As transportation continues to change, this exhibit urges guests to anticipate how autonomous vehicles, scooters, bicycle parts, ridesharing, and other choices we make today will continue to shape our city.
You are here opens April 17th
You Are Here opens on April 17 on the lower level of the Cincinnati History Museum and tells stories about the history of Cincinnati – its people, places, traditions, and struggles – that spark curiosity about what life was like in the city and can be. The gallery focuses on three themes: Live here, work here and play here.
People from all backgrounds have made Cincinnati their home. Living Here examines how they made the city what it is today. Objects and presentations highlight Cincinnati’s rich neighborhood traditions and identities, including schools, beliefs, and domestic life. A compilation of home videos and photos from CMC’s collections and public filings shows a snapshot of everyday life. The interactive Cincinnati Counts invites guests to weigh up different questions and compare their answers with those of others, while another display includes quotes from famous residents from the past and present.
Cincinnati has also long been a destination for job seekers, business owners, and local residents working to pay the bills. The Working Here section examines how jobs, work, and volunteering contribute to the city’s personal identity and character. An interactive timer includes time cards with questions or statements that challenge guests to introduce themselves as workers in yesterday’s Cincinnati: “You are a woman in the 1920s. Where can you find work “Or” It’s a dirty job, but someone has to do it! ” Industries featured include our city’s unique food industry, where objects pay homage to our chilli, goetta, beer and the people who make them. The way in which communication has changed over the decades is also included in this section. These include a range of phonographs, typewriters, fax machines, flip phones, and more. Guests also have the opportunity to learn some history interactively as they become news channels for prominent stories from the past.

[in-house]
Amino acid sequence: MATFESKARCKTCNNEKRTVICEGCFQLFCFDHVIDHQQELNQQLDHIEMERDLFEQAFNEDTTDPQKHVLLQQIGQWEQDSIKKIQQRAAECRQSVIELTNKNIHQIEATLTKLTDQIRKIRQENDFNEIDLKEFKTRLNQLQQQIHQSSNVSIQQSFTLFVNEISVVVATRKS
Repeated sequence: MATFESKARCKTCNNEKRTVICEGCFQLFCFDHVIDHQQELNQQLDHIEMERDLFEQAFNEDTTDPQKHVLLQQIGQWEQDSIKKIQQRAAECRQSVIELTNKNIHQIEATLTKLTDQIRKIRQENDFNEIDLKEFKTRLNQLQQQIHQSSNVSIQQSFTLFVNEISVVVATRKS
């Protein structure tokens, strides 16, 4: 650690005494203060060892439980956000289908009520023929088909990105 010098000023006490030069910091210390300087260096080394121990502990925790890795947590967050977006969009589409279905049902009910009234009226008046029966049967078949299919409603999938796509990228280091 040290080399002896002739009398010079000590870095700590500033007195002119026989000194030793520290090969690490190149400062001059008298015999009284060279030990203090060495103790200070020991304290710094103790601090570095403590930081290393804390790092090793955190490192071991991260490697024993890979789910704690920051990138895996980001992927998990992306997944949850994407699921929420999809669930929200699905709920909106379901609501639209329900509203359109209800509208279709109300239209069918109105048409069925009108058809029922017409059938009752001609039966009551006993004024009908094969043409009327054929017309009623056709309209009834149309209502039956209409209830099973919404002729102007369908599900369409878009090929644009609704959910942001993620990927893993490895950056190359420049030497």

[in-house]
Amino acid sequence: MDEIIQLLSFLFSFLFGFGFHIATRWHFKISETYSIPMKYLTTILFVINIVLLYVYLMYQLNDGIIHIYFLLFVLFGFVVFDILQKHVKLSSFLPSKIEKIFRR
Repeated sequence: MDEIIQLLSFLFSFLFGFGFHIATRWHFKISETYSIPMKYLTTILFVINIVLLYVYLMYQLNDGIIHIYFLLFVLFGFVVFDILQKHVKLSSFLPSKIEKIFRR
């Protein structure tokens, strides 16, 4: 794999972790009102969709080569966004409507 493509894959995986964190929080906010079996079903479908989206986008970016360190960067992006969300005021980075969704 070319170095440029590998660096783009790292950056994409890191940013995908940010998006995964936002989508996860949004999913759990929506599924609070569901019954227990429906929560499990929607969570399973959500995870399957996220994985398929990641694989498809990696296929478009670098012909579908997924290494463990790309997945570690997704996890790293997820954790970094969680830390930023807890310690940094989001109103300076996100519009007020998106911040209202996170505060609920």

You Are Here’s “Play Here” section honors what Cincinnatians have long known: Having fun together is a hallmark of our city. In the long history of sports in our city, the Reds, Bengals, Royals, FC Cincinnati and boxer Ezzard Charles have been equipped with memorabilia, stadium seats and ticket stubs. An interactive flip book tells the stories of Cincinnati’s numerous parades and festivals, including Oktoberfest, May Festival, and the opening parade, and an interactive perfume reminds guests of what their favorite treat smells like in the stadium or a visit to the zoo. In an interactive mural studio, guests can create and present their own work of art in public spaces, similar to ArtWorks murals and BLINK displays.
CMC continues to improve its museum experience and has further gallery openings and exhibition expansions planned for 2020. Building on its most-visited year to date, with 1.8 million visits, CMC brings together science, history and play to be the only CMC to offer unique, multidisciplinary experiences.